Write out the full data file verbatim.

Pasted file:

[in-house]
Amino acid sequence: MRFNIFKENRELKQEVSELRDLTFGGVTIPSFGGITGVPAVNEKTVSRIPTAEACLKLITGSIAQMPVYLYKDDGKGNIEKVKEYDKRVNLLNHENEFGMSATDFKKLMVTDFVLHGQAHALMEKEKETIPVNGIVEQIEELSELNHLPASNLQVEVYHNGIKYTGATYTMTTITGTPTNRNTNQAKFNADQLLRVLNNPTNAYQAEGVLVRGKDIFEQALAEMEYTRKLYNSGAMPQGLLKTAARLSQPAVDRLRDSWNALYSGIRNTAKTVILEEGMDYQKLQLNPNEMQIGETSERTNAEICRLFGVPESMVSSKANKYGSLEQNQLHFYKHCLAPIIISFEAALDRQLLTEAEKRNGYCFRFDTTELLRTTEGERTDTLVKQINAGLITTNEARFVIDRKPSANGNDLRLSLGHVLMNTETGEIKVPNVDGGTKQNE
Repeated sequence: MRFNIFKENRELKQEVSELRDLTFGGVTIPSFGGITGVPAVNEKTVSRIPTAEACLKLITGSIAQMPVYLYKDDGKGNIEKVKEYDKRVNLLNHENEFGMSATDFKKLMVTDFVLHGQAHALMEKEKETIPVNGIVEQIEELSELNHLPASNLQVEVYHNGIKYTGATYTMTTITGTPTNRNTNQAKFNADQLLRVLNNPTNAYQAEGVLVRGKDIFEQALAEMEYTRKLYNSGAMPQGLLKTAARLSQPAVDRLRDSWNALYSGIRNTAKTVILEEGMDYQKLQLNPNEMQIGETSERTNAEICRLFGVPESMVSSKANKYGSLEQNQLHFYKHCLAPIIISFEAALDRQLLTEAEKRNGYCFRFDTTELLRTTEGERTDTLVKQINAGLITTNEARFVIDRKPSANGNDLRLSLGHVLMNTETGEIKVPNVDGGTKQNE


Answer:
[in-house]
Amino acid sequence: MRFNIFKENRELKQEVSELRDLTFGGVTIPSFGGITGVPAVNEKTVSRIPTAEACLKLITGSIAQMPVYLYKDDGKGNIEKVKEYDKRVNLLNHENEFGMSATDFKKLMVTDFVLHGQAHALMEKEKETIPVNGIVEQIEELSELNHLPASNLQVEVYHNGIKYTGATYTMTTITGTPTNRNTNQAKFNADQLLRVLNNPTNAYQAEGVLVRGKDIFEQALAEMEYTRKLYNSGAMPQGLLKTAARLSQPAVDRLRDSWNALYSGIRNTAKTVILEEGMDYQKLQLNPNEMQIGETSERTNAEICRLFGVPESMVSSKANKYGSLEQNQLHFYKHCLAPIIISFEAALDRQLLTEAEKRNGYCFRFDTTELLRTTEGERTDTLVKQINAGLITTNEARFVIDRKPSANGNDLRLSLGHVLMNTETGEIKVPNVDGGTKQNE
Repeated sequence: MRFNIFKENRELKQEVSELRDLTFGGVTIPSFGGITGVPAVNEKTVSRIPTAEACLKLITGSIAQMPVYLYKDDGKGNIEKVKEYDKRVNLLNHENEFGMSATDFKKLMVTDFVLHGQAHALMEKEKETIPVNGIVEQIEELSELNHLPASNLQVEVYHNGIKYTGATYTMTTITGTPTNRNTNQAKFNADQLLRVLNNPTNAYQAEGVLVRGKDIFEQALAEMEYTRKLYNSGAMPQGLLKTAARLSQPAVDRLRDSWNALYSGIRNTAKTVILEEGMDYQKLQLNPNEMQIGETSERTNAEICRLFGVPESMVSSKANKYGSLEQNQLHFYKHCLAPIIISFEAALDRQLLTEAEKRNGYCFRFDTTELLRTTEGERTDTLVKQINAGLITTNEARFVIDRKPSANGNDLRLSLGHVLMNTETGEIKVPNVDGGTKQNE